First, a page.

Tender Tips: Meeting GDPR

02/09/2017

Bidding for contracts often involves a number of hoops to jump through. However, with minimum benchmarks set, there needs to be a method to separate the wheat from the chaff. After all, the public sector has a duty to ensure taxpayer’s money is spent wisely; business can’t simply be done on the basis of a promise and a handshake.

The latest challenge for businesses is to consider the ramifications of the replacement to the Data Protection Act – GDPR. Not only is it more expectant, there are also more serious consequences if you are found to be using data improperly.

As a result, the supply chain will seek to protect itself. After all, there is no point investing in becoming GDPR compliant if one of your suppliers is allowed to undermine efforts.

TENDERING ADVICE: Read our 10 tips on tendering.

Organisations are now starting to see the result of this in Pre-Qualification Questionnaires and other tender documents. Below is a direct copy of a question set out in a recent public sector tender:

THIRD PARTY PROCESSOR CHECKLIST

GETTING PREPARED FOR GDPR

The legislation leaves much to interpretation, saying that companies must provide a “reasonable” level of protection for personal data without actually defining what constitutes as “reasonable.”

You can get an overview of what needs to be done by reading the Information Commission’s Office (ICO) 12 step guide on preparing for GDPR. Significant points to note are:

  • You can only store and process personal data with individual content
  • It can only be sorted for as long as is necessary
  • The data must be erased upon request
  • Data breaches must be reported within 72 hours

Of course, the proactive step is to manage any potential risks and fix any existing vulnerabilities you may already have when it comes to managing your data and security controls. This makes it more than just an issue for your IT guy – your marketing, finance and sales teams likely collects or analyses customer information regularly.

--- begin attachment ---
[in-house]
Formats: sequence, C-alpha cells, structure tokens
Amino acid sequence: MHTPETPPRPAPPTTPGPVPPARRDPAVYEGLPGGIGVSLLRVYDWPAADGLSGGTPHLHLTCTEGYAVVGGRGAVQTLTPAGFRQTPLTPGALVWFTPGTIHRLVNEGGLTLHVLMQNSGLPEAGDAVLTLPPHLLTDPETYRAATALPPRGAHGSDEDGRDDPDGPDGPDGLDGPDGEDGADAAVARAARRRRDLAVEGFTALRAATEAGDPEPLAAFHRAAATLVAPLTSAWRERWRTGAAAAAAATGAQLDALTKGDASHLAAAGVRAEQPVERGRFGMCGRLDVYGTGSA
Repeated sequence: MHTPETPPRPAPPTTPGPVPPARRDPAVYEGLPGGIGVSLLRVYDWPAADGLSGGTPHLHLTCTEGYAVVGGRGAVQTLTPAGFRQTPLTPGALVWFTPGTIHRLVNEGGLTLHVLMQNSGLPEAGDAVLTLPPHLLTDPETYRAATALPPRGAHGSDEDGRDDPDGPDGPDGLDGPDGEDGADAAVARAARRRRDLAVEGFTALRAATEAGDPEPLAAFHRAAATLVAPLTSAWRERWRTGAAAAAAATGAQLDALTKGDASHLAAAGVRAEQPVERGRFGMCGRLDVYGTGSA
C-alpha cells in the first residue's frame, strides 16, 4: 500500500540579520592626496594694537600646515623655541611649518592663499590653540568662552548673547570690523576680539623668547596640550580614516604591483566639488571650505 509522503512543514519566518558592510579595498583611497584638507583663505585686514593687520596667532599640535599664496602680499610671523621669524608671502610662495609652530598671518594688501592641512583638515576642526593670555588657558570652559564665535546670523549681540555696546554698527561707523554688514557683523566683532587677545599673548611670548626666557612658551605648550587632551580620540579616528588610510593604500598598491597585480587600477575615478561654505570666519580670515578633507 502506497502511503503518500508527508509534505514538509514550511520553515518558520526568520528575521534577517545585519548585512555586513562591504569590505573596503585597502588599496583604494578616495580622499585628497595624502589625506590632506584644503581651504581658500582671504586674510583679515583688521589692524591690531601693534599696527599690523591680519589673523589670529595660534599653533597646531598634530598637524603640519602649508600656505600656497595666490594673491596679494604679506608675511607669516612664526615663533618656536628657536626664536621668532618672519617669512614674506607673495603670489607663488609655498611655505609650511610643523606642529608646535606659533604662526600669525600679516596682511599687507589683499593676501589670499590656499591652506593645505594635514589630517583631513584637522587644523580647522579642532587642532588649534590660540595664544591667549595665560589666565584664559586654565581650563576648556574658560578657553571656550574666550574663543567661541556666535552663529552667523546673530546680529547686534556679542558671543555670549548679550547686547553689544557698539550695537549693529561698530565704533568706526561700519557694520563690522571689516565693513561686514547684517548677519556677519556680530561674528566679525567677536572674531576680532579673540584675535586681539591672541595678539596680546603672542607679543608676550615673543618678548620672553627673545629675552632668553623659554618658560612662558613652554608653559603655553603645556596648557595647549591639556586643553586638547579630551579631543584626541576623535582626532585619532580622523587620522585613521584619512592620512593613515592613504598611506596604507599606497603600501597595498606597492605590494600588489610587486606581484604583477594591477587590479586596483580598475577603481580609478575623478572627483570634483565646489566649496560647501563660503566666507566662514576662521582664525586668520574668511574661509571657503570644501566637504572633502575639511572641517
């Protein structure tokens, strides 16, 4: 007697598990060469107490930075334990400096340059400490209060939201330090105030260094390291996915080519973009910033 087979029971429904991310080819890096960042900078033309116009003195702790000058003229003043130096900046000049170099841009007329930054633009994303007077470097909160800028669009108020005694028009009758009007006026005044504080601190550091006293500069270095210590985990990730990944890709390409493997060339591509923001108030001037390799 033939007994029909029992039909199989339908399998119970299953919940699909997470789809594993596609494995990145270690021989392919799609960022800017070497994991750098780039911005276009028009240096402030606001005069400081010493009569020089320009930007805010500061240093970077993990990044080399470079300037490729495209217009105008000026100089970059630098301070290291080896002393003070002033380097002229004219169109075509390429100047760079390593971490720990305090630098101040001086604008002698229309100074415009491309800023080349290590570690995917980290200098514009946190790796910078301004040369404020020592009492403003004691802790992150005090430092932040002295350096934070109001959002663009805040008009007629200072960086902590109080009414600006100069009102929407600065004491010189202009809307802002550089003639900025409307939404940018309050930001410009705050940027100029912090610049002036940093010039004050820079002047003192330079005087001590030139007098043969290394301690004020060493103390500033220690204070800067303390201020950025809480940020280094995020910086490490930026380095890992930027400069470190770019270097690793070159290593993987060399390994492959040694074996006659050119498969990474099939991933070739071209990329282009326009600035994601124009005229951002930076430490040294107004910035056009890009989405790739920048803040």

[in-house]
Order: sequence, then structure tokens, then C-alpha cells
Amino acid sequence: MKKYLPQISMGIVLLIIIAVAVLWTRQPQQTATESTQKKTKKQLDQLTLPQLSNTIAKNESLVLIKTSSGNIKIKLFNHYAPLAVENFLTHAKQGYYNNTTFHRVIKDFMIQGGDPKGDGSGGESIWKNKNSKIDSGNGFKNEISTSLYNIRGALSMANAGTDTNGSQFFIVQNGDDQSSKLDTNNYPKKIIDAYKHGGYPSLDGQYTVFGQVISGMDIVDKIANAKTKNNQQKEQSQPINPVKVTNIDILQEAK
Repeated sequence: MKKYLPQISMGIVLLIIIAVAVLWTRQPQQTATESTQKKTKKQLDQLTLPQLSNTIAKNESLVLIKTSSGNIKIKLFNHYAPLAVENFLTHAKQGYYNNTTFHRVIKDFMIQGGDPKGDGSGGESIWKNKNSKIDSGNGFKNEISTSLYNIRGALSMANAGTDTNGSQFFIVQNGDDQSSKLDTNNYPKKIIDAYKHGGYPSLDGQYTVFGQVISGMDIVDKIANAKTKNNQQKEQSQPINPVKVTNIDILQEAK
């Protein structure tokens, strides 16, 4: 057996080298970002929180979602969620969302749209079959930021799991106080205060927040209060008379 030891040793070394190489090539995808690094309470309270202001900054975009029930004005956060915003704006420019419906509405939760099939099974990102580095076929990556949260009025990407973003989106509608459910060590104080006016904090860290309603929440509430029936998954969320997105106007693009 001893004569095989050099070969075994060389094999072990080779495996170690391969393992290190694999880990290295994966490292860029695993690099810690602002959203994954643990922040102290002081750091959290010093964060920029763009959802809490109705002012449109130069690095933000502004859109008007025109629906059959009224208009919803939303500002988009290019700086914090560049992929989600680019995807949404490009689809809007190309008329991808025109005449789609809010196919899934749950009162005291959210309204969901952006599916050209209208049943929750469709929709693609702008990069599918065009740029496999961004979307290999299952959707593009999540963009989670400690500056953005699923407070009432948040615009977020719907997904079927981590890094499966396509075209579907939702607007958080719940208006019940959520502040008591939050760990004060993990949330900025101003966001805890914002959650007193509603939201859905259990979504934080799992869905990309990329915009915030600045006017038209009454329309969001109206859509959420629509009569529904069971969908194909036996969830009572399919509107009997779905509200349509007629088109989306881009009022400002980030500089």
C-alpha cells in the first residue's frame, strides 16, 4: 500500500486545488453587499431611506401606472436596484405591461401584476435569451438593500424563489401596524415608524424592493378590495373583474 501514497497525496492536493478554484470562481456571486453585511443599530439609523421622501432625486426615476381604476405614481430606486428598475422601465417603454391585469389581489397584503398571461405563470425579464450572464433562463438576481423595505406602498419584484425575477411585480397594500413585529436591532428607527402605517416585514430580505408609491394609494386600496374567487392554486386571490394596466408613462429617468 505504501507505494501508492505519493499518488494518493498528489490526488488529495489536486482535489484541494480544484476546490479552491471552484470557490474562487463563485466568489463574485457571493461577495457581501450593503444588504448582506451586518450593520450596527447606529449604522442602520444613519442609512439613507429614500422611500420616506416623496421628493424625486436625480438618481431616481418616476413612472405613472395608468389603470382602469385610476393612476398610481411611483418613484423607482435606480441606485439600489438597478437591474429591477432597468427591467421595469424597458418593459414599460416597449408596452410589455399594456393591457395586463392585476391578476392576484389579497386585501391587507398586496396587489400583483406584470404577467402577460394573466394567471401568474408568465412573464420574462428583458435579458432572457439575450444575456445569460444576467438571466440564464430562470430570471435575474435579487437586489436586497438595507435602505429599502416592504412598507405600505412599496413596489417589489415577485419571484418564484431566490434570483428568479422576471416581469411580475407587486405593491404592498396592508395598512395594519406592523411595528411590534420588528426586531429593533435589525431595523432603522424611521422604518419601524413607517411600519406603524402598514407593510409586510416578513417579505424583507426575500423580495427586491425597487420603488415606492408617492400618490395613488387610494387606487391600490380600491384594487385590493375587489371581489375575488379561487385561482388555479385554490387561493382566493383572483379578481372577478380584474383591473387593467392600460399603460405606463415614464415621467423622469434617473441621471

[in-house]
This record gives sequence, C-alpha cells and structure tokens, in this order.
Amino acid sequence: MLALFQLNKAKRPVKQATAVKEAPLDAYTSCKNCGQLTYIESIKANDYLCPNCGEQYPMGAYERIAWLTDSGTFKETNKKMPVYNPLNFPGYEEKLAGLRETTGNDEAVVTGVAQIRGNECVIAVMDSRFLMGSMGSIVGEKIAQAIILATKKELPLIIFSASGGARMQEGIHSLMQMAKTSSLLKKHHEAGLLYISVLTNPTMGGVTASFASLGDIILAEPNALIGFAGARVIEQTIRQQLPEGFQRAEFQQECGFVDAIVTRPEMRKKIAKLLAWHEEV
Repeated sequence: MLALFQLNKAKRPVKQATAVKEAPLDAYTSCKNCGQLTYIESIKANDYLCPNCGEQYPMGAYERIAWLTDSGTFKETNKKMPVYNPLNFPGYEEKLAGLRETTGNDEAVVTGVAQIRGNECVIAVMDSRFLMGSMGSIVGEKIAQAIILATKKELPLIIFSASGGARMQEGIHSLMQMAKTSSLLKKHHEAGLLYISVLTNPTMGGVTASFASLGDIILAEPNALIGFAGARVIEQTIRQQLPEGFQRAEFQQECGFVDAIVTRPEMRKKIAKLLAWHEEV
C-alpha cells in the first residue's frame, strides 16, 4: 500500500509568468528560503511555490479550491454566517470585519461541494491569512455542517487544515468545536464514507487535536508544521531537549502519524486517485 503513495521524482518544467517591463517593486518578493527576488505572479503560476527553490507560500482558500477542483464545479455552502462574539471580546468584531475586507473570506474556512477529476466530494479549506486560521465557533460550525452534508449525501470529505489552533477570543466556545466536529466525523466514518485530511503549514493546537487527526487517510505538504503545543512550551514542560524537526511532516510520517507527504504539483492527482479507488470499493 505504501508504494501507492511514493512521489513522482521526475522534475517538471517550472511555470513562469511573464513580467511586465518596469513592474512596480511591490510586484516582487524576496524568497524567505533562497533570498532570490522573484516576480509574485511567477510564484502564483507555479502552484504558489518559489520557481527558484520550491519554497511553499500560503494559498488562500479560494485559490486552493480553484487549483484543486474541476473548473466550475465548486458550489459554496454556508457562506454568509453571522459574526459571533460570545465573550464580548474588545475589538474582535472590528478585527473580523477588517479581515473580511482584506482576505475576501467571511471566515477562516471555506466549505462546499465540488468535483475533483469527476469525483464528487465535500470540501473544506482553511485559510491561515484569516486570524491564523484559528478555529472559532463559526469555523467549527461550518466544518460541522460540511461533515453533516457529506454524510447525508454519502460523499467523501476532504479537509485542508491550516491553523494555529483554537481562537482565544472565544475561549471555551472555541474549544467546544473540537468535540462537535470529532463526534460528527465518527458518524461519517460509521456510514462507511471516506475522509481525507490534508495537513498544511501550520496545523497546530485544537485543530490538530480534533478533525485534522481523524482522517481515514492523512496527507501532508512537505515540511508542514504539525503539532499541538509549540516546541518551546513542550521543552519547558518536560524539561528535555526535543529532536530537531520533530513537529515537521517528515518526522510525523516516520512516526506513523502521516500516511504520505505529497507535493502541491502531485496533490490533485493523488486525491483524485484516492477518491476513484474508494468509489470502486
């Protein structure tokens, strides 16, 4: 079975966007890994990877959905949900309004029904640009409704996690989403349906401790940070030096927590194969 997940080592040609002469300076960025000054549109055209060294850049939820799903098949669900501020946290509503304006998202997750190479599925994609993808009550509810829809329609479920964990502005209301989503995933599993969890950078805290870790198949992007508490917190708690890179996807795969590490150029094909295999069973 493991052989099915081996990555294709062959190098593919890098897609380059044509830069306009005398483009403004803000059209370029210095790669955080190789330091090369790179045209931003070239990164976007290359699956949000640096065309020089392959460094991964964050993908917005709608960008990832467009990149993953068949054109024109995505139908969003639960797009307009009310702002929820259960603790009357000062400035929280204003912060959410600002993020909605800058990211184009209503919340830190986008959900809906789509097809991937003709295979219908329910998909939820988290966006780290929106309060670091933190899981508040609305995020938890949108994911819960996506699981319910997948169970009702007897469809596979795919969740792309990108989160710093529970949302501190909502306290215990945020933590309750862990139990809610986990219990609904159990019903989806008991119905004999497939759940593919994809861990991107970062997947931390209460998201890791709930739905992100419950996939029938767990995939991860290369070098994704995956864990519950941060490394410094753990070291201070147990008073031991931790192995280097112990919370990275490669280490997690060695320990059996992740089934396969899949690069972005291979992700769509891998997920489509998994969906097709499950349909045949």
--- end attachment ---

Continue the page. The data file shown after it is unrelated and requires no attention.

Managing information security is not a new concept, and a solution has been in place for some time: ISO 27001 certification. A standard created through global consensus, ISO 27001 helps organisations manage all of their information security risks through the creation of a management system.

MORE ON ISO 27001: Read the Beginner’s Guide.

The British Assessment Bureau now also offers a GDPR Health Check in combination with ISO 27001 to give organisations confidence that they have addressed the legislation’s requirements. We take clients through the key elements and changes, as well as an Action Plan to help interpret the GDPR legislation into straightforward actions.

Whilst GDPR may seem like additional work, reviewing how you manage your customer’s data is a great excuse to ensure you are targeting them in the best way possible, which should increase your conversion rates. As the tender questions show above, being proactive with GDPR could also mean competitive advantage when bidding for contracts.